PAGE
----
Thirty years ago today, November 4, 1979, a group of Iranian â€œstudentsâ€� shouting â€œdeath to Americaâ€� stormed the U.S. Embassy in Teheran, Iran and took 66 Americans hostage. Though fourteen of the hostages were soon freed, the remaining 52 were held for 444 days. For the American people, it was our introduction to militant Islam. For the Carter administration, intent on â€œengagingâ€� the regime that replaced Shah Reza Pahlavi, it was a disaster.
The embassy seizure took place just nine months after Ayatollah Ruhollah Khomeini returned from exile in France and declared himself â€œSupreme Leader of the Islamic Revolution.â€� Though some of those who participated in the takeover subsequently claimed they planned nothing more than a â€œsit inâ€� like those on U.S. college campuses during anti-Vietnam War protests, the Ayatollahâ€™s most radical followers were soon in control of events.
On Christmas day, less than 2 months after the hostages were seized in Tehran, the Soviet Union invaded Afghanistan. President Carter, wracked by intelligence failures and indecision, said he was â€œshocked and surprisedâ€� and boycotted the Olympics.
Over the course of the next year, while the Carter administration dithered, Khomeini and his council of militant clerics created all of the instruments of state control common to revolutionary regimes, but with an Islamic twist. He purged the military and the Iranian civil service, created a massive internal secret police network, a â€œblock wardenâ€� system to spy on neighbors, took control of print and broadcast media, rounded up opponents and tried them in â€œspecial courtsâ€� under Sharia law.
By the spring of 1980, when President Carter ordered our deeply under-funded U.S. military to rescue the hostages held in Tehran, Khomeini was convinced that he was on a divine mission to â€œpurify Islamâ€� and re-establish a â€œCaliphateâ€� in the â€œLands of the Prophet.â€� When Operation Eagle Claw failed catastrophically on the night of April 24-25 with the loss of 8 American lives â€“ and without the Iranians firing a shot â€“ the Ayatollah claimed it was because Allah was guarding â€œThe Islamic Stateâ€� and protecting it â€œfrom infidels.â€� He also began predicting an apocalyptic battle against the U.S. and Israel which would destroy â€œThe Great Satan,â€� and â€œthe Zionist entity.â€�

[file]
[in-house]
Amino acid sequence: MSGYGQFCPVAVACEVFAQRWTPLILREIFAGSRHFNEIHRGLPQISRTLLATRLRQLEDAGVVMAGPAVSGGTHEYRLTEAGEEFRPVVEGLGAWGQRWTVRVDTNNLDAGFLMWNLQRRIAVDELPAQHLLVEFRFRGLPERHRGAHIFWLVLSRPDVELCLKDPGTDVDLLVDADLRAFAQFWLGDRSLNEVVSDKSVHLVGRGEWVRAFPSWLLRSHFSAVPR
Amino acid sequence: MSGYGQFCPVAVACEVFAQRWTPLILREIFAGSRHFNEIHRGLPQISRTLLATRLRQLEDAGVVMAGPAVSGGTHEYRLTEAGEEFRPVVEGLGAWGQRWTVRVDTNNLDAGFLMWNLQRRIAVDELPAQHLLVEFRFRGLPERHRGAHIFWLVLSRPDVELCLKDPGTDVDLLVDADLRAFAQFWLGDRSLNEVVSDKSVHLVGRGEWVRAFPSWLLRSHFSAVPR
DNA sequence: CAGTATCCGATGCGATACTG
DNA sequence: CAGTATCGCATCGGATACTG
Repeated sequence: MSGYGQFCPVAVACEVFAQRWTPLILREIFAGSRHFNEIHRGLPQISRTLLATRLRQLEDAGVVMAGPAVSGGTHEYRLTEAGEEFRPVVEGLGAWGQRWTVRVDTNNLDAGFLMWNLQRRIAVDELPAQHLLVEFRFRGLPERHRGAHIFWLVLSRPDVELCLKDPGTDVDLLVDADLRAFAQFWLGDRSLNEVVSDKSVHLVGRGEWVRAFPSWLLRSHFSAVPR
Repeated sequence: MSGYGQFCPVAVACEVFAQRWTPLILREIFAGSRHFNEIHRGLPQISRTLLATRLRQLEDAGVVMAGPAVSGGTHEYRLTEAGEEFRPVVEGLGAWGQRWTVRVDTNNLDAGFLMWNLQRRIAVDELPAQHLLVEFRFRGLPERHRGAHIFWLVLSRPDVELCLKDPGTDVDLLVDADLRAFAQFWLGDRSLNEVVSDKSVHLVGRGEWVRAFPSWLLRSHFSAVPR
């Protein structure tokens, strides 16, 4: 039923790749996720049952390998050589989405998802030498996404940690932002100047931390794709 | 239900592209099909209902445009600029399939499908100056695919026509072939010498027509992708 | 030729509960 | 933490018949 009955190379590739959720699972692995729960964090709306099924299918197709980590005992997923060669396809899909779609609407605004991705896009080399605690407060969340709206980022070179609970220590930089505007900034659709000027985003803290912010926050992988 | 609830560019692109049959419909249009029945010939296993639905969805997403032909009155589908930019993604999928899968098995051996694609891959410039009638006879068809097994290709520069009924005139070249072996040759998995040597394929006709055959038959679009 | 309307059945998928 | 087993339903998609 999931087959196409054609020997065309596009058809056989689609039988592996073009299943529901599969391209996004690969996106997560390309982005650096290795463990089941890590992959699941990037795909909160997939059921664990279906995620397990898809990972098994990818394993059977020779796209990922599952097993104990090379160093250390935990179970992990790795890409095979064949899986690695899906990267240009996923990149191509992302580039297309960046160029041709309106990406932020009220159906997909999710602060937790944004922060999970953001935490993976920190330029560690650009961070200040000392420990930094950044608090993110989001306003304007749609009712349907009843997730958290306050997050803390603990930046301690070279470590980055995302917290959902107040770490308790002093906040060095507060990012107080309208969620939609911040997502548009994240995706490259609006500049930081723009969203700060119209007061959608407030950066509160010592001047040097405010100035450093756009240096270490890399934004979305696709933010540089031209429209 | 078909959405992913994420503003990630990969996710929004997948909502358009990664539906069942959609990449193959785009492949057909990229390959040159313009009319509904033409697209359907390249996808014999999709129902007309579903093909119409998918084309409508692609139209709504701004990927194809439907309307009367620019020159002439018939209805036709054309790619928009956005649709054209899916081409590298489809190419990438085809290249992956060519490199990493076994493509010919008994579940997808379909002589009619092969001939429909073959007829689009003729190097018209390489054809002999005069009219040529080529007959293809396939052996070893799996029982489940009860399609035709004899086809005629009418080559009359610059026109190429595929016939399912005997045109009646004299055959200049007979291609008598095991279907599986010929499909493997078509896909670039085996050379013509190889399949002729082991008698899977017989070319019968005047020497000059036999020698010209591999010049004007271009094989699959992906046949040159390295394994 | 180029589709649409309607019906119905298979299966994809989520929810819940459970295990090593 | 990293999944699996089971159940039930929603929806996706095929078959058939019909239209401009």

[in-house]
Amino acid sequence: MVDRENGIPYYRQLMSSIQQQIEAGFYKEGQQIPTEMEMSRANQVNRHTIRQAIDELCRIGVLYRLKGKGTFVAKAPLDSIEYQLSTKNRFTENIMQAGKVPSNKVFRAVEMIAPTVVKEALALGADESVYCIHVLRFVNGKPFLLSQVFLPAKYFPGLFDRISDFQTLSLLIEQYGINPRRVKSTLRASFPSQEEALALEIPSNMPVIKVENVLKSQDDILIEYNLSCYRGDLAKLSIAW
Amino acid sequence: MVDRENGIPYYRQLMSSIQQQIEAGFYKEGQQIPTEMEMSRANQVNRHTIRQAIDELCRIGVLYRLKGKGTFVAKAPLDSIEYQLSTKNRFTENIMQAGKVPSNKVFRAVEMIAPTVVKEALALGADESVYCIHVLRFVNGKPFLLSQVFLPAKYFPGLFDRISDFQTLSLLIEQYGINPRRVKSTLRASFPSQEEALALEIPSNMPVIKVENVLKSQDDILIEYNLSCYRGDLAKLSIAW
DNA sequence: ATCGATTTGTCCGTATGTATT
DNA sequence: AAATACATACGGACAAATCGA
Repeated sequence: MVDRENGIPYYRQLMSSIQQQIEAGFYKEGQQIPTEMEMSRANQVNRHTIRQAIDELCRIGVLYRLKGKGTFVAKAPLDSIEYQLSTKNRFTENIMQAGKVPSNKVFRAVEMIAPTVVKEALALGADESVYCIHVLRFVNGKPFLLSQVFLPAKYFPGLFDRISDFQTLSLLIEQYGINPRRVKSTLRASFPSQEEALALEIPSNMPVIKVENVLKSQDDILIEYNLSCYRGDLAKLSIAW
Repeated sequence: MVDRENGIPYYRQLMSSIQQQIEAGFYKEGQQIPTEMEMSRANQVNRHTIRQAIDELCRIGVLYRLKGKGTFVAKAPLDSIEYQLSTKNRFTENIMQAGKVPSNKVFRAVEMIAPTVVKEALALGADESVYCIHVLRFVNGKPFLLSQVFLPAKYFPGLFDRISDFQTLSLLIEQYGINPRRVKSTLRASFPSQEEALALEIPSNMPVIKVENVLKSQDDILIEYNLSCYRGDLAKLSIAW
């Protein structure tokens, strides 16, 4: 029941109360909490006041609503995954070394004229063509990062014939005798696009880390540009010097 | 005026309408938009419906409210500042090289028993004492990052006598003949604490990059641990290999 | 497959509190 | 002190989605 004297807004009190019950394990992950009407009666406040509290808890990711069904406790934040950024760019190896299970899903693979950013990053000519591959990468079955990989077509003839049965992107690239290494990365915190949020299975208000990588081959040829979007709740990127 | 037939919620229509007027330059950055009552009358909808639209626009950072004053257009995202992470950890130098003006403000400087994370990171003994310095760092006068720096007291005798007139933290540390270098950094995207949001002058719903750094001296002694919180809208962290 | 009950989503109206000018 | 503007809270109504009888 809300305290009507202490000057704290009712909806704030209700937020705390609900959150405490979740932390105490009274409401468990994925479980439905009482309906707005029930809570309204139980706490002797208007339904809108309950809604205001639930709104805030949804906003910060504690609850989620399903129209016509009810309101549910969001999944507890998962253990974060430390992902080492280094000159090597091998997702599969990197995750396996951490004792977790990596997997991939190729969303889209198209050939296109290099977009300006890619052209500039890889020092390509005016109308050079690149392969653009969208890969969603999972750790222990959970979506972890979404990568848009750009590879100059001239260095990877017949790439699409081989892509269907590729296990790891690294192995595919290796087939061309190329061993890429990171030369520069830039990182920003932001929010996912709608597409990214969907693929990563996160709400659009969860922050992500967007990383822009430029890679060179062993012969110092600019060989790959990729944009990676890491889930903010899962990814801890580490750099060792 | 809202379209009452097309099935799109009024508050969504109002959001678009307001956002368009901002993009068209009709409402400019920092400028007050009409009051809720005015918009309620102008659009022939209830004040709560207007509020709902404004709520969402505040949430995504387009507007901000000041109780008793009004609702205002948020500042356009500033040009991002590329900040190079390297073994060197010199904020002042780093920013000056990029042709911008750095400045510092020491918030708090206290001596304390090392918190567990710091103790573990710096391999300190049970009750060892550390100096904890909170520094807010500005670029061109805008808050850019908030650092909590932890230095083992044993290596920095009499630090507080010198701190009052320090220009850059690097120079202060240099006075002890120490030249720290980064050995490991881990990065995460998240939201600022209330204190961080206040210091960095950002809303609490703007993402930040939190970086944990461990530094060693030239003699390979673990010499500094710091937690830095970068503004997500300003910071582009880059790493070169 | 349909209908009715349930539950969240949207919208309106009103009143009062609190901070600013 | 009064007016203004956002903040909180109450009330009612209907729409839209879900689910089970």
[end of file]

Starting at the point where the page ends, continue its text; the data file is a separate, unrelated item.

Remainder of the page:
Though the hostages were released on January 20, 1981 -- on the eve of Ronald Reaganâ€™s inaugural -- Tehranâ€™s wave of terror didnâ€™t stop. By 1982, despite being engaged in a bloody war with Iraq, the Ayatollahâ€™s Islamic Revolutionary Guard Corps had created a proxy force in Lebanon â€“ Hezbollah. Over the course of the next five years Hezbollah terrorists armed, trained and paid for by Tehran hijacked, kidnapped, bombed and killed more Americans than any terror organization on the planet until the attacks of 9/11/01.
In the three decades since the seizure of the U.S. embassy in Tehran, the rhetoric of revolutionary Islam is little changed. The words and pronouncements of Iranâ€™s current Supreme Leader, Seyyed Ali Khamenei, and the declarations of Iranian President Mahmoud Ajamdinijad differ little from those of Khomeini thirty years ago. Tehran's leaders still proclaim â€œDeath to America.â€� Iranian clerics still promise to destroy Israel. Only now they are building nuclear weapons and the means of delivering them.
Like the Carter administration, Mr. Obama and his advisors are apparently convinced that â€œengagingâ€� the Iranian regime will somehow make things different. After 30 years they still donâ€™t get it.
Oliver North is the host of "War Stories" on Fox News Channel. He is a syndicated columnist, author and Fox News contributor.